The Montgomery car accident lawyers at The Mike Slocumb Law Firm know that while drivers may be unable to control the weather, they most certainly can control their reaction to it. In far too many of these cases, crashes occur because one or more drivers failed to reduce their speed and maintain an adequate distance from other vehicles.
Today, there is renewed hope that perhaps the toll won't be nearly as high in years to come, following the recent announcement by officials with the National Highway Safety Association that it plans to press forward with vehicle-to-vehicle communication technology requirements for light vehicles.
The technology works by essentially allowing cars to "talk" to one another, exchanging basic information regarding their position, speed, direction of travel and braking activities. That information can then be translated automatically by other vehicles, which would then automatically react.
This information is traded so quickly - 10 times per second - that it could be extremely valuable in sudden, inclement weather conditions, when visibility is low and drivers don't have much time to react.
Among the victims in recent crashes, according to Alabama State Troopers:
- A 64-year-old Birmingham woman killed on an icy Alabama 5 when struck by another vehicle around 11 a.m.;
- A 29-year-old man and a 2-year-old girl killed on Alabama 14 when icy conditions caused him to collide with another vehicle on the Lay Bridge;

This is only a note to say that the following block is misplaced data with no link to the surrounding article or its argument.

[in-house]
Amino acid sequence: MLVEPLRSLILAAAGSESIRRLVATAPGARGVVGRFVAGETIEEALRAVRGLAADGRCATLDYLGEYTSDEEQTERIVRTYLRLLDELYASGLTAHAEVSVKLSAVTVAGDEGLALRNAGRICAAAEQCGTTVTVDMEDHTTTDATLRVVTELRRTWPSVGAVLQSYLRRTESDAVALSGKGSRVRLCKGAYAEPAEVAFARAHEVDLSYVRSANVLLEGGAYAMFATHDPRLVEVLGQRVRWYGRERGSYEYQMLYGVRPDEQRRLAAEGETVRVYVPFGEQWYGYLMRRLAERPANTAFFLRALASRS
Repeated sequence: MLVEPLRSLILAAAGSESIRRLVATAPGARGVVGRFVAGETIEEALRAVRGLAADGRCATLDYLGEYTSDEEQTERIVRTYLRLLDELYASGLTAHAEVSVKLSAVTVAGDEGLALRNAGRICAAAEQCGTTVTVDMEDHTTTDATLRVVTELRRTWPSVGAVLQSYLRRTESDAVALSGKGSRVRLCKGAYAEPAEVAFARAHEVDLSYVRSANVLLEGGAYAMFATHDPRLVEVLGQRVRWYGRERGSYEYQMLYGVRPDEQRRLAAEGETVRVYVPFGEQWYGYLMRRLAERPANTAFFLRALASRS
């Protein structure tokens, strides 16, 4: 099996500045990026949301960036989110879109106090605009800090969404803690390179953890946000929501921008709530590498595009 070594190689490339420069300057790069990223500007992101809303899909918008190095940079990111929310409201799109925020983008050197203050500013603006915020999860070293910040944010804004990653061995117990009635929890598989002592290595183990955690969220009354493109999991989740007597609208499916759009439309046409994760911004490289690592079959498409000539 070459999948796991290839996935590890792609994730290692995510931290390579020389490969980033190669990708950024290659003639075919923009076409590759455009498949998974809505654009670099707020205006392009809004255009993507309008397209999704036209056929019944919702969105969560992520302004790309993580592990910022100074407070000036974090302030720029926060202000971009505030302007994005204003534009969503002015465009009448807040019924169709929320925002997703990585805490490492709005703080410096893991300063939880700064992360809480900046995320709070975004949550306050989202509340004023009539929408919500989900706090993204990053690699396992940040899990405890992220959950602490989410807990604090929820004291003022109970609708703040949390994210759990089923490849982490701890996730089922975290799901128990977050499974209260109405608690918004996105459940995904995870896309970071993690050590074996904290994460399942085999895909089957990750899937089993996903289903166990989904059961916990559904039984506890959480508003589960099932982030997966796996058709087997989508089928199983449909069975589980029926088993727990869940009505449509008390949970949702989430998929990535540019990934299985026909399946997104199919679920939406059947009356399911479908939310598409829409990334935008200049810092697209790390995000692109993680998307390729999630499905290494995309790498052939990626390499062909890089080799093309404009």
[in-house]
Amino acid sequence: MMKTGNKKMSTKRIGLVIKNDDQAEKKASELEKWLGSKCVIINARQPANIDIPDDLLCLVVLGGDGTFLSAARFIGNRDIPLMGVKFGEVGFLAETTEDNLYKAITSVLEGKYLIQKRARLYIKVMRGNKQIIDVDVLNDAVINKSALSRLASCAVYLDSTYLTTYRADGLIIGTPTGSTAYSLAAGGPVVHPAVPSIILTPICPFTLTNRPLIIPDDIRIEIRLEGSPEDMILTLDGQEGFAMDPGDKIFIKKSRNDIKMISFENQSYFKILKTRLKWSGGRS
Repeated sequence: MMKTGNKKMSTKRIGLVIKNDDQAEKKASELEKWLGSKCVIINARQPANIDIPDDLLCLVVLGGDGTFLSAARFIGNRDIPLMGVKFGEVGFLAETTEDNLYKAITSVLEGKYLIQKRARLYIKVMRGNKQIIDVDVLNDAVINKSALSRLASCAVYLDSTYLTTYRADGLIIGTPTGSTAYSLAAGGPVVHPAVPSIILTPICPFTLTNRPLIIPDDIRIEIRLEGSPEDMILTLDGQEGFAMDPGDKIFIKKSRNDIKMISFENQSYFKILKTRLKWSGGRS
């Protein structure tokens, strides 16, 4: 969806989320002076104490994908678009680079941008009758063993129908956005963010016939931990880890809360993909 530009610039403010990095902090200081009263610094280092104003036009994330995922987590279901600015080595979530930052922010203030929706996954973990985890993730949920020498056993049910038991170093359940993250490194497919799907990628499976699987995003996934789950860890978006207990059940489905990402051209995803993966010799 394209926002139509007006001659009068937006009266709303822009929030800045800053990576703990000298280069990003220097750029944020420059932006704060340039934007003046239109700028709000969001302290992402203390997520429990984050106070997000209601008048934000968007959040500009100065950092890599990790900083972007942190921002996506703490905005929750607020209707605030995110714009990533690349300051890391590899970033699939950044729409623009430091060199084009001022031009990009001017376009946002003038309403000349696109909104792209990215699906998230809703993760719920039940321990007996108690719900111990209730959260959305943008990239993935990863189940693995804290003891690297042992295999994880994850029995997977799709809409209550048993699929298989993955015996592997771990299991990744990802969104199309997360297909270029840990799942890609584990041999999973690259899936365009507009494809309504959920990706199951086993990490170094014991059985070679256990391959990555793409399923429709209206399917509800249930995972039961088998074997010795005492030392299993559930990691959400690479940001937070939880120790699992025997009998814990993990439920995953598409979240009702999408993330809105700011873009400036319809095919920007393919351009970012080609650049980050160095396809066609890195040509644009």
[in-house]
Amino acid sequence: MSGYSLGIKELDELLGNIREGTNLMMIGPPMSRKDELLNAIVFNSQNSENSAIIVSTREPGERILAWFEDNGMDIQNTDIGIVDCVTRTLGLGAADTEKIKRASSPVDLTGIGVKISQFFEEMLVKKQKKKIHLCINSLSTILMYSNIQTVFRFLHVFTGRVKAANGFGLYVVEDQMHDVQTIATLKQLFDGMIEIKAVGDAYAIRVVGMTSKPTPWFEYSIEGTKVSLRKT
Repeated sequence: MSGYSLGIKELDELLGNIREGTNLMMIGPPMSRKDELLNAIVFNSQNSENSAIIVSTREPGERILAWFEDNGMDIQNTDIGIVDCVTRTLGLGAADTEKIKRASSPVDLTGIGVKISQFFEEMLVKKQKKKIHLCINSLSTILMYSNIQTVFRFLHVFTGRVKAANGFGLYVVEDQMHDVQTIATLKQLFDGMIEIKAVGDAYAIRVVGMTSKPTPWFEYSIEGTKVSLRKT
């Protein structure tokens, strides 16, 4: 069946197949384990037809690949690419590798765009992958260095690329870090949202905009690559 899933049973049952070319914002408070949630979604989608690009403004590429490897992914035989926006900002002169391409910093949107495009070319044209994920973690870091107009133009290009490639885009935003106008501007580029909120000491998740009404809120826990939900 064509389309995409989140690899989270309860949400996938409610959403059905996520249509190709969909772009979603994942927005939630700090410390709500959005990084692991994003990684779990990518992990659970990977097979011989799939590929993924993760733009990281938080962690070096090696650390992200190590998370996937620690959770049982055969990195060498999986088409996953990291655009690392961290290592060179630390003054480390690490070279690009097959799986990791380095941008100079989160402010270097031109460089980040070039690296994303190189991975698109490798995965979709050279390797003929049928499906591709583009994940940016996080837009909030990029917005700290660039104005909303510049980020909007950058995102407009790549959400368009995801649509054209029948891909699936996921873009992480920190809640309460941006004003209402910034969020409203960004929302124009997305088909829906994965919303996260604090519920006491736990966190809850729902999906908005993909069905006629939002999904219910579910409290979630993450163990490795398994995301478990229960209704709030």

- A 22-year-old active Air Force airman killed in a Montgomery car accident.
Whether V2V technology would have prevented any of these crashes is unknowable, but collision prevention is the key goal of this emerging technology. The NHTSA's finalized report on a year-long pilot program using the technology on 3,000 vehicles in Michigan is expected within the next several months. So far driver clinics conducted by the agency indicated high rates of customer acceptance and favor. Many of the participants have said they would like to extend their use of the V2V technology.
NHTSA's Acting Administrator David Freeman was recently quoted as saying the devices have the potential to "significantly" reduce the number of motor vehicle crashes and injuries in decades to come.
The technology equips vehicles with the ability to gather data from 360-degrees. The information collected alerts the driver to a potentially hazardous situation. The current applications don't automatically operate steering or braking, but the NHTSA is exploring that as a future option.
For now, a good example of the way the system works is this: A driver is trying to determine whether it's safe to pass another vehicle on a two-lane road. If he misjudges, he potentially risks a head-on collision if he can't see around the vehicle in front of him. With V2V technology, the driver can detect a possible threat from hundreds of yards away, even if the other vehicle can't yet be seen or heard by the motorist.
The agency hasn't announced any plans to require V2V on commercial vehicles, but it has held discussions as recently as last summer on the issue.
If you have been involved in an Alabama crash, contact the Mobile car accident lawyers at Mike Slocumb Law Firm at 1-800-HURTLINE or visit www.slocumblaw.com.